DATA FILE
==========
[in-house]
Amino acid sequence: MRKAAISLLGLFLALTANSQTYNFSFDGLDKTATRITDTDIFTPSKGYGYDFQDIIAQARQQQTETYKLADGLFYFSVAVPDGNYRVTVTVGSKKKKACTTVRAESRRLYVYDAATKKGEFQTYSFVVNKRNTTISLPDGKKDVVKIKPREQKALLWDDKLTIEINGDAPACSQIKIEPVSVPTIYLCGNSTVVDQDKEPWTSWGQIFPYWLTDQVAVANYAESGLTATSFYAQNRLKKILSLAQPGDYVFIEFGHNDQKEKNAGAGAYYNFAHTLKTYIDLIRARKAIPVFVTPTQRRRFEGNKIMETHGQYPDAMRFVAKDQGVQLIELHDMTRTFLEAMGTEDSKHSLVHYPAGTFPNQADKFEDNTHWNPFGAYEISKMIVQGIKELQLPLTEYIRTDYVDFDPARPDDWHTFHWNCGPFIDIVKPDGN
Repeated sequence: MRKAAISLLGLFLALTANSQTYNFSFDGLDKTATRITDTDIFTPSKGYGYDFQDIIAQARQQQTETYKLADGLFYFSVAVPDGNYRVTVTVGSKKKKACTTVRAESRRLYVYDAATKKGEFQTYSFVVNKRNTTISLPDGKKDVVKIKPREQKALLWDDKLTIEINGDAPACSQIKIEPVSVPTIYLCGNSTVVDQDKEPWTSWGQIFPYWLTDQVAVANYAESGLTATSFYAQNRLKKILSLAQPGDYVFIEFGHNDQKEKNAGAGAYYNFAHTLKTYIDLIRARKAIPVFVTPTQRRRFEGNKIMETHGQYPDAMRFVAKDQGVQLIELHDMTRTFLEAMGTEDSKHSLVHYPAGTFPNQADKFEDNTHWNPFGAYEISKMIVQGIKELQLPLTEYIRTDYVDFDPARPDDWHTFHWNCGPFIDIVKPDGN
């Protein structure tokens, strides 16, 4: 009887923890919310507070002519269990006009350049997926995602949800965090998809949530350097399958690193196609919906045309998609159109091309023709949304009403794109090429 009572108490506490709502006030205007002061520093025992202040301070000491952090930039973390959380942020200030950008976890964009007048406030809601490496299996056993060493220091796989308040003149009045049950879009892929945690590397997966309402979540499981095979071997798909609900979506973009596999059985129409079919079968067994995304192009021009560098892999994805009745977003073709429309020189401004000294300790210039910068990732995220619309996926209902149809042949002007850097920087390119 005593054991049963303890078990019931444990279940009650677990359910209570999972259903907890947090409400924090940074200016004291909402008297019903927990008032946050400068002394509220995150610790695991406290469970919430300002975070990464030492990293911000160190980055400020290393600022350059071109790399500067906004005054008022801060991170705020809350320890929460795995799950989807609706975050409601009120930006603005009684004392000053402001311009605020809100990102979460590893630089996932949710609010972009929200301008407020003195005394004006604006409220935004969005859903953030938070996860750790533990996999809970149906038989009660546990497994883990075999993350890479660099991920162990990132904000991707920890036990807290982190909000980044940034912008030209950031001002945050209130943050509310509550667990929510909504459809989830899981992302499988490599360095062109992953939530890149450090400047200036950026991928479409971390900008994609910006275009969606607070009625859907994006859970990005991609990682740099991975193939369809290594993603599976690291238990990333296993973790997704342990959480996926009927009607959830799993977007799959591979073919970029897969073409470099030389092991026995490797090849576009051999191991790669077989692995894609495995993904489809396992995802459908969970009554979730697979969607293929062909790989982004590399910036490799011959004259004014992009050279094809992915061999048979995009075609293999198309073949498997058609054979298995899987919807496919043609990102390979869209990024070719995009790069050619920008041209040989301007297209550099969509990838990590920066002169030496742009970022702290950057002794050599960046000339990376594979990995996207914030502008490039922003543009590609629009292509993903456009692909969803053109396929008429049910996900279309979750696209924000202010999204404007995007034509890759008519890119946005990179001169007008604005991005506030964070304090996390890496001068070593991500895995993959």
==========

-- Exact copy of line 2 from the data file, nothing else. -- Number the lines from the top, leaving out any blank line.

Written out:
Amino acid sequence: MRKAAISLLGLFLALTANSQTYNFSFDGLDKTATRITDTDIFTPSKGYGYDFQDIIAQARQQQTETYKLADGLFYFSVAVPDGNYRVTVTVGSKKKKACTTVRAESRRLYVYDAATKKGEFQTYSFVVNKRNTTISLPDGKKDVVKIKPREQKALLWDDKLTIEINGDAPACSQIKIEPVSVPTIYLCGNSTVVDQDKEPWTSWGQIFPYWLTDQVAVANYAESGLTATSFYAQNRLKKILSLAQPGDYVFIEFGHNDQKEKNAGAGAYYNFAHTLKTYIDLIRARKAIPVFVTPTQRRRFEGNKIMETHGQYPDAMRFVAKDQGVQLIELHDMTRTFLEAMGTEDSKHSLVHYPAGTFPNQADKFEDNTHWNPFGAYEISKMIVQGIKELQLPLTEYIRTDYVDFDPARPDDWHTFHWNCGPFIDIVKPDGN